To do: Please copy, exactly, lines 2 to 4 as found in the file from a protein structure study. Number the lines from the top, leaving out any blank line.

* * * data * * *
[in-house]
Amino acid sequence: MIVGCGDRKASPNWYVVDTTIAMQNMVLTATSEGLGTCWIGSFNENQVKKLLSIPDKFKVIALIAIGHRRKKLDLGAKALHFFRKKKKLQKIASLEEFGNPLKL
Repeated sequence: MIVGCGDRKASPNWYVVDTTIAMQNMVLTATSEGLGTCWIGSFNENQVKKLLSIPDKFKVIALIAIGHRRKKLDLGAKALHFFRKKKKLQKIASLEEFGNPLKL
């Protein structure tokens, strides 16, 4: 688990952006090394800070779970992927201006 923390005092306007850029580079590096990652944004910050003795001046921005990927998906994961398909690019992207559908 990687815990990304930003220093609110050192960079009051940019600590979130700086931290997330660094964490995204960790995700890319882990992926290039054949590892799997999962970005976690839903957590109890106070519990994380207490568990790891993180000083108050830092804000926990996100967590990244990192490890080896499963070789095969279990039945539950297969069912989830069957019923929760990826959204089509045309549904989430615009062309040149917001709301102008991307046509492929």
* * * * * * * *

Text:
Amino acid sequence: MIVGCGDRKASPNWYVVDTTIAMQNMVLTATSEGLGTCWIGSFNENQVKKLLSIPDKFKVIALIAIGHRRKKLDLGAKALHFFRKKKKLQKIASLEEFGNPLKL
Repeated sequence: MIVGCGDRKASPNWYVVDTTIAMQNMVLTATSEGLGTCWIGSFNENQVKKLLSIPDKFKVIALIAIGHRRKKLDLGAKALHFFRKKKKLQKIASLEEFGNPLKL
């Protein structure tokens, strides 16, 4: 688990952006090394800070779970992927201006 923390005092306007850029580079590096990652944004910050003795001046921005990927998906994961398909690019992207559908 990687815990990304930003220093609110050192960079009051940019600590979130700086931290997330660094964490995204960790995700890319882990992926290039054949590892799997999962970005976690839903957590109890106070519990994380207490568990790891993180000083108050830092804000926990996100967590990244990192490890080896499963070789095969279990039945539950297969069912989830069957019923929760990826959204089509045309549904989430615009062309040149917001709301102008991307046509492929």